Fluids

Different boundary conditions on the same face

• Diogo Martinho
Subscriber

Hey all,

I have a question in regard to the different boundary conditions to apply. I have an electrical field, and basically I want to have a flux applied there but at the same time I wanted to have a certain potential on the wall.  I thought that if I initialized the domain with a certain value it would work, but it didn't as the value later changes (makes sense).

What I am trying to do, it would be similar to having a wall at 300K and at the same time having a heat flux. So that wall would always be at 300K but the gradient would give the variation to the next node.

Best regards

• Rob
Ansys Employee

Using the heat analogy as I don't understand the electrickery stuff: it's been about 30 years since I last studied it. Thanks for explaining!

The problem is you're trying to fix both the value and the rate: one MUST float to allow the other to be true. Otherwise you are fixing the outer value, then the wall adjacent cell value, but to avoid problems the next cell is also fixed etc. The whole domain is then purely a function of the outer temperature and set gradient. Not the result of anything else that may or may not be happening.  It's a common misconception. We set a flux in an experiment (or temperature) and measure the other, we can't set both: simulation is much same but in a computer.

• Diogo Martinho
Subscriber

So basically to guarantee the right range of temperatures, one has to initialize the solution with temperature and then the flux will "adjust" the solution?

• Rob
Ansys Employee

The initial condition is just that, a starting point or time = zero for a transient run. The end result is then a function of time and flux (transient) or entirely the flux (steady).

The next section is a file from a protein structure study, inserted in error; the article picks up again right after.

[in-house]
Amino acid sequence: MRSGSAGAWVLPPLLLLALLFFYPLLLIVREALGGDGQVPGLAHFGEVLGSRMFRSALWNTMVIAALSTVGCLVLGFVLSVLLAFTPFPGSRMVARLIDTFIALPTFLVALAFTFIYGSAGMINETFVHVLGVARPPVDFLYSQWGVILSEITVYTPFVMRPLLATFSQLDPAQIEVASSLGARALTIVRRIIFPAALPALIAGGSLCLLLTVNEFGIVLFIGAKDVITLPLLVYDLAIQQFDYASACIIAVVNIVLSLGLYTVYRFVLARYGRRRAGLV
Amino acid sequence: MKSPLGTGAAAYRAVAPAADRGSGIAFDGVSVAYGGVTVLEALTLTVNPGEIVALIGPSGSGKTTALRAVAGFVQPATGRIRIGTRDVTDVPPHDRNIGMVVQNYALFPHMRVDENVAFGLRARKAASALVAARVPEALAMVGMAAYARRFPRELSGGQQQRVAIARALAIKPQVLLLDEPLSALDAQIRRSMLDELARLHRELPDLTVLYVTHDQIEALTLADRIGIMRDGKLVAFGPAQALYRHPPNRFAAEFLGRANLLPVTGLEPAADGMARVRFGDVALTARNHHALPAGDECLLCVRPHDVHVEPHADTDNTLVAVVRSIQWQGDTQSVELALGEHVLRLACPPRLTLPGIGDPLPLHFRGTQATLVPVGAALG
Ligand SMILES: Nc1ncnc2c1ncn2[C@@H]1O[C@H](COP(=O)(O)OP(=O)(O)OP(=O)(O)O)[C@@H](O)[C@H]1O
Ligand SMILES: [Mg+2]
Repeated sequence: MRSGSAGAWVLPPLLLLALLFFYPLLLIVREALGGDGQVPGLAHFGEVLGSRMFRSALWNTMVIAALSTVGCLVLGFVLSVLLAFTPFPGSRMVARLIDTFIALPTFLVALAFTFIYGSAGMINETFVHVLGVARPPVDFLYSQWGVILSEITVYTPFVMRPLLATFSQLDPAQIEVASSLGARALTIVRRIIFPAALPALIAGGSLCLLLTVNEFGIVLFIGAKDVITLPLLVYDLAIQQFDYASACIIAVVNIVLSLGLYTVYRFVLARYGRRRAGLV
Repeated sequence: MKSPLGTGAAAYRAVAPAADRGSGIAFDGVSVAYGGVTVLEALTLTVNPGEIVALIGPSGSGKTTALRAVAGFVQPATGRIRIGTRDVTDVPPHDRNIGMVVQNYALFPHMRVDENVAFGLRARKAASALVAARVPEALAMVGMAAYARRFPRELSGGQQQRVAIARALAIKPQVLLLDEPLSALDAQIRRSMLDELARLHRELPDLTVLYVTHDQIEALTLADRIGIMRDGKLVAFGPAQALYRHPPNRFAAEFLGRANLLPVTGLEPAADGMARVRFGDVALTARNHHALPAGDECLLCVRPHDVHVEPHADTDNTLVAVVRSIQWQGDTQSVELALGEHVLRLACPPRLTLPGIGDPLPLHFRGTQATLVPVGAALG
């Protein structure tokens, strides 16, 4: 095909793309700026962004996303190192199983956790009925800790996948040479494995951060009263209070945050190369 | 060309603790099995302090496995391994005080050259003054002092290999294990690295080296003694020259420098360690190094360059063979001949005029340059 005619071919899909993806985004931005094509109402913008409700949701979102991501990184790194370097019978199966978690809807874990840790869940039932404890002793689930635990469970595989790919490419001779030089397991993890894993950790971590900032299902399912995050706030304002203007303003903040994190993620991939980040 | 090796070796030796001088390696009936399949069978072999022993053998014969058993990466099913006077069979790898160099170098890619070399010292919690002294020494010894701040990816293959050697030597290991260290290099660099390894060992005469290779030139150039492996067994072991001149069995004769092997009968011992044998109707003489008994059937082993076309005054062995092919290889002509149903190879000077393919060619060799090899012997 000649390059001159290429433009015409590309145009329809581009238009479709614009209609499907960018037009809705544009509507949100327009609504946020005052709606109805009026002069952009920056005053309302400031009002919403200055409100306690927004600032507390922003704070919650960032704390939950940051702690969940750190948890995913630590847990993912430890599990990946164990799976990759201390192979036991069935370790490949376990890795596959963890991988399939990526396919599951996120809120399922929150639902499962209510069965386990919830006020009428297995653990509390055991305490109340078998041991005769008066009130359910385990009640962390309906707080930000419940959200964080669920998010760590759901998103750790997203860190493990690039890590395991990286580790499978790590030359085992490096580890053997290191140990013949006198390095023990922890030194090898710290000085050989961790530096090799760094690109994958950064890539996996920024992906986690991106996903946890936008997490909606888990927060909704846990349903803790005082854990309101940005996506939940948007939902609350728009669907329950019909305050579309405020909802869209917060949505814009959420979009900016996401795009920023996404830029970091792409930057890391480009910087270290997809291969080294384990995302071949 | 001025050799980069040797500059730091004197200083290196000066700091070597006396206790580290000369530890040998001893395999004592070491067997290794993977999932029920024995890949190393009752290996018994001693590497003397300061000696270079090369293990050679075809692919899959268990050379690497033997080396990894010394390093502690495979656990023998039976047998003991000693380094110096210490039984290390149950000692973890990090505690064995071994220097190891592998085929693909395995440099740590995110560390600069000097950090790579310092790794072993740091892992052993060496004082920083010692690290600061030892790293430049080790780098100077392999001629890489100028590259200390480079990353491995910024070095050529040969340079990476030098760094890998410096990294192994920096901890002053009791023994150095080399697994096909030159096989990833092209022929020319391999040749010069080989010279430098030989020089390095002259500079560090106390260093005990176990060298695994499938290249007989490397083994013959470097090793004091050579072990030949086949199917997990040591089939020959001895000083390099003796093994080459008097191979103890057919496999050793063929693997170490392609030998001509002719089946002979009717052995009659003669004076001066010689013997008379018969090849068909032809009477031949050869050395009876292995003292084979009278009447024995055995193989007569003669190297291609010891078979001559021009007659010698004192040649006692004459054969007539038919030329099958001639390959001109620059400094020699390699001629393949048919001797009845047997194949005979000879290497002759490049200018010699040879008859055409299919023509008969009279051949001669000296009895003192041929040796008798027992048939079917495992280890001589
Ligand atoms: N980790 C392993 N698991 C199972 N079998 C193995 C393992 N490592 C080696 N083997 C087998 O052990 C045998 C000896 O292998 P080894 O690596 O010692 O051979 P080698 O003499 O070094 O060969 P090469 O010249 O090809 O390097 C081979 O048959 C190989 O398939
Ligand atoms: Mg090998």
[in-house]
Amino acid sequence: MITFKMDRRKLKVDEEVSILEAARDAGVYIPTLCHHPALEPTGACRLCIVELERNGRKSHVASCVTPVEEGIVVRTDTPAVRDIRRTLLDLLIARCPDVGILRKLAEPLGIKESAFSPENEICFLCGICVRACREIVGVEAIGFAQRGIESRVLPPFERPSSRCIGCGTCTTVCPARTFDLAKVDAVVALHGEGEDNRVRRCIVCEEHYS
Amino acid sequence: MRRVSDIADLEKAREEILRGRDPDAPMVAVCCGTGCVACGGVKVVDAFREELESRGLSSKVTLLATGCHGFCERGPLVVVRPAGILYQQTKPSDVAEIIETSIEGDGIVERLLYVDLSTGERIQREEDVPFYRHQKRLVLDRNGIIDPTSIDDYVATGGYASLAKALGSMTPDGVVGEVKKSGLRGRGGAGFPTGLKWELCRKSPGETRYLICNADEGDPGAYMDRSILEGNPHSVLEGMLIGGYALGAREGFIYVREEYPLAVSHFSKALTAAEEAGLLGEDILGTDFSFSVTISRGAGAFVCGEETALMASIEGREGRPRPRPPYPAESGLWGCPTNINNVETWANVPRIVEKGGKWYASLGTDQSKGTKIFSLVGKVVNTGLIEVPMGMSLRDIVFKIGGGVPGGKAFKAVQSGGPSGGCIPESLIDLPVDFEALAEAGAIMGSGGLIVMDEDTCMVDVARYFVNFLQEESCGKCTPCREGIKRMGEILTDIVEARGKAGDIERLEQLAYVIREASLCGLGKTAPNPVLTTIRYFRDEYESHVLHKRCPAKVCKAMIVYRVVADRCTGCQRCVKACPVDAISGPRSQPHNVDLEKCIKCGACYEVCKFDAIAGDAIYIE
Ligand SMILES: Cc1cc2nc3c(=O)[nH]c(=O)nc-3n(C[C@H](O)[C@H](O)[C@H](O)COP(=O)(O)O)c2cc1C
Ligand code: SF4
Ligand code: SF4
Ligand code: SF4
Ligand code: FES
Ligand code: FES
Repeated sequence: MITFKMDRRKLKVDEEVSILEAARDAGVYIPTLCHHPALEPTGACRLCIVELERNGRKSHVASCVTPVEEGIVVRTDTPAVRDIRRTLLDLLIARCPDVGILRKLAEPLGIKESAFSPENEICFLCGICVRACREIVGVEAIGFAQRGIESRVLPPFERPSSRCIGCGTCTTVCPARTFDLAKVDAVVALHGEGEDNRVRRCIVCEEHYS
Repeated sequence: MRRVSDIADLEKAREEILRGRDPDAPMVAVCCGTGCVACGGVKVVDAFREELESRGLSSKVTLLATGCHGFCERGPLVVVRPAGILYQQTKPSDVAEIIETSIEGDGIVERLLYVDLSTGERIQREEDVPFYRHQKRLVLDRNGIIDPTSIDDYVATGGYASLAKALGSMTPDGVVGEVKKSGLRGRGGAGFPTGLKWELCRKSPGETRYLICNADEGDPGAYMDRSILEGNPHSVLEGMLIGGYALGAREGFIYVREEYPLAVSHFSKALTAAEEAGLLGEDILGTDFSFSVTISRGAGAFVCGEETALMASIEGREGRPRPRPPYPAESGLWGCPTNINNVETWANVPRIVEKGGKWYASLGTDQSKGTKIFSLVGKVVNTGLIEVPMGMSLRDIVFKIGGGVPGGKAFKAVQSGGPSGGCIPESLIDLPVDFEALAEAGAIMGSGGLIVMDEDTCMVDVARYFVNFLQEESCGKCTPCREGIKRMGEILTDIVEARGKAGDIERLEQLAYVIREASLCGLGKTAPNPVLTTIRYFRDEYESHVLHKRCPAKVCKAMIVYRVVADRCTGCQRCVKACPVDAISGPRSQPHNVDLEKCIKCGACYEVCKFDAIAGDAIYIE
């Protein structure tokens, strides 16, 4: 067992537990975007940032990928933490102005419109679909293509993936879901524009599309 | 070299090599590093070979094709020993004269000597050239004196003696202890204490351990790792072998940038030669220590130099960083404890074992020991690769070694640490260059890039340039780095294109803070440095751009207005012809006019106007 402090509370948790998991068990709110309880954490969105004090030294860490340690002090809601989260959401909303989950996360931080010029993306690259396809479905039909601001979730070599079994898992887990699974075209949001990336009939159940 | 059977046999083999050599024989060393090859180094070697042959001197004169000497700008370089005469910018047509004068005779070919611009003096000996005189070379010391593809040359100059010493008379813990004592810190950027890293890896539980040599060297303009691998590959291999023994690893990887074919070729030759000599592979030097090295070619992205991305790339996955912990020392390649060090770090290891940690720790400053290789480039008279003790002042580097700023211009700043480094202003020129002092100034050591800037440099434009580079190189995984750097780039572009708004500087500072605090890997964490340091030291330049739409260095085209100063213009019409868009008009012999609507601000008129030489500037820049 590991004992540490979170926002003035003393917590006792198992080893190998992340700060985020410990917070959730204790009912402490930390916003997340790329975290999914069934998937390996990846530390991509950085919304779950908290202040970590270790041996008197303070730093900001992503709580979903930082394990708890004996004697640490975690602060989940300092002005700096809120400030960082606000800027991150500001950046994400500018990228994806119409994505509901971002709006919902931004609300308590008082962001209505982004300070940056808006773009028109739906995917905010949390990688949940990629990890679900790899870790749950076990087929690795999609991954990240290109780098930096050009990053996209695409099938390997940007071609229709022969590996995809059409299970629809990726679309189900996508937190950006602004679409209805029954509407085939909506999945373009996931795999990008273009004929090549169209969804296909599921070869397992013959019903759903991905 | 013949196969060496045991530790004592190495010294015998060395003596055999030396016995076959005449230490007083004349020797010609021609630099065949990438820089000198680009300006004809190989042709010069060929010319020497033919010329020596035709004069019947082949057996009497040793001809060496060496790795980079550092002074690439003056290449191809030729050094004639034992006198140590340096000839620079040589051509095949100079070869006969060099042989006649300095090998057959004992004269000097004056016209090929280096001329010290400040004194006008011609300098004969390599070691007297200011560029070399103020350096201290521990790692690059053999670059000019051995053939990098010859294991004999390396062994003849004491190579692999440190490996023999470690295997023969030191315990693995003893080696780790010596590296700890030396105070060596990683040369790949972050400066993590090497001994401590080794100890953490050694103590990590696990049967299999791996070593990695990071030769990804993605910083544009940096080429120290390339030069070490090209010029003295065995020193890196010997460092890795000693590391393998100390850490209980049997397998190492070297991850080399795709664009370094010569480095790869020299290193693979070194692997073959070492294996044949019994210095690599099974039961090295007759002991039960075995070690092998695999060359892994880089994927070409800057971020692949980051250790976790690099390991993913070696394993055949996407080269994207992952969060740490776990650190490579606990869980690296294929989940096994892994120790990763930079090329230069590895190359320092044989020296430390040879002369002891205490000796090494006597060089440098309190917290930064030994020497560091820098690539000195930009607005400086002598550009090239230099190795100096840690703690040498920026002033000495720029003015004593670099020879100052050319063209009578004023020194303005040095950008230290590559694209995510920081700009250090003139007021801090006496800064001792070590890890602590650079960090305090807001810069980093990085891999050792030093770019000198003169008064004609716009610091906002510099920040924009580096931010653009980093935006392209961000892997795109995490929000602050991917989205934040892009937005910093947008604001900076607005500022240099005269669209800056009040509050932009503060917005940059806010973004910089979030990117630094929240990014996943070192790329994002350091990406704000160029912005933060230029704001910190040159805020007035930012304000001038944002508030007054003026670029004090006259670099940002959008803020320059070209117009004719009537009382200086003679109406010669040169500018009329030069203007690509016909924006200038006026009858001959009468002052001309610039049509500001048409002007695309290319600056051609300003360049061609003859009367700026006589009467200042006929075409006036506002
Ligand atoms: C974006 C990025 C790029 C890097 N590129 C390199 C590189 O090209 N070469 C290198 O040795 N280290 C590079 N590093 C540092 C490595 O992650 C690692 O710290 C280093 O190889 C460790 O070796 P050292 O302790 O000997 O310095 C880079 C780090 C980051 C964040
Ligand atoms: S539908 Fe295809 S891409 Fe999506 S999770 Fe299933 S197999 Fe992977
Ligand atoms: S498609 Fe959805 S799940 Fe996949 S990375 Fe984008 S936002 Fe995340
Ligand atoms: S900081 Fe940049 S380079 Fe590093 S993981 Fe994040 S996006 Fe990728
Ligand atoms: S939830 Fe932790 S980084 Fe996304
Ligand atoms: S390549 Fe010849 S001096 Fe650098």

• Diogo Martinho
Subscriber

When I read the answers I understand but then I am trying to model it the question comes up again... So, basically, by specifying the fluxes where/how do you specify the background values. Like the same as having a room where I would have a flux coming in from the door, a flux going out through the window but how would I define the value of the temperature itself?

• Rob
Ansys Employee

Asking to clarify is good. We're here to teach as much as help, possibly more so the former.

That's the fun part. If we add some Watts through one wall, the domain will heat up. At the other side we'd typically set a temperature. The flux then pushes against that temperature so the bulk domain will warm up to suit the set flux and temperature. Poorly set boundary conditions may then give very silly temperatures.

A flux in and a flux out will typically give a result of infinity or absolute zero for temperature. This usually is enough to cause divergence or lots of limit warnings.

So, in most cases we'd have some boundaries as heat flux and some as temperature (that may be a convection boundary, but it still gives us a temperature anchor).